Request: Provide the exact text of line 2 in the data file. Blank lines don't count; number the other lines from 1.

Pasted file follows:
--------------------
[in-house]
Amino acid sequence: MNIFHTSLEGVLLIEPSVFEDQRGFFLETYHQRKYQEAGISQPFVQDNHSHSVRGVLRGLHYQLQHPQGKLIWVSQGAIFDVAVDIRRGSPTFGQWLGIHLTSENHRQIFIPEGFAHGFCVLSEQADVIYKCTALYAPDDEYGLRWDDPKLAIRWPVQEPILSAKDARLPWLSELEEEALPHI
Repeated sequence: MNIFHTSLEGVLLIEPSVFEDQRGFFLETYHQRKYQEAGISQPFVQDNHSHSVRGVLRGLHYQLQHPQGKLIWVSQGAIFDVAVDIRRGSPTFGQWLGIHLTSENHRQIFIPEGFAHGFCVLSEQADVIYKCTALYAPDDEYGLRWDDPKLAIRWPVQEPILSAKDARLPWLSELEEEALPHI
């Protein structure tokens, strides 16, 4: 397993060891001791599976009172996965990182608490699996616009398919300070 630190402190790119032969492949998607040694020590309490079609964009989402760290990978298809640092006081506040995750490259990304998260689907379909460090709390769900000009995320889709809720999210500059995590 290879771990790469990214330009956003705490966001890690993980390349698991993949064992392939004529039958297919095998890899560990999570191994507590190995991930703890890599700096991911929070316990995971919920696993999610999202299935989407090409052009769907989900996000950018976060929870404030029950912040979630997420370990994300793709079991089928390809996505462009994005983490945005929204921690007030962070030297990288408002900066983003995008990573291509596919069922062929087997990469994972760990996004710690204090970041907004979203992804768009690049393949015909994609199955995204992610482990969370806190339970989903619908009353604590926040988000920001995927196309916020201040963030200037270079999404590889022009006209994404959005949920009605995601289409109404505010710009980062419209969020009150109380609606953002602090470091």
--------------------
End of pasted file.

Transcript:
Amino acid sequence: MNIFHTSLEGVLLIEPSVFEDQRGFFLETYHQRKYQEAGISQPFVQDNHSHSVRGVLRGLHYQLQHPQGKLIWVSQGAIFDVAVDIRRGSPTFGQWLGIHLTSENHRQIFIPEGFAHGFCVLSEQADVIYKCTALYAPDDEYGLRWDDPKLAIRWPVQEPILSAKDARLPWLSELEEEALPHI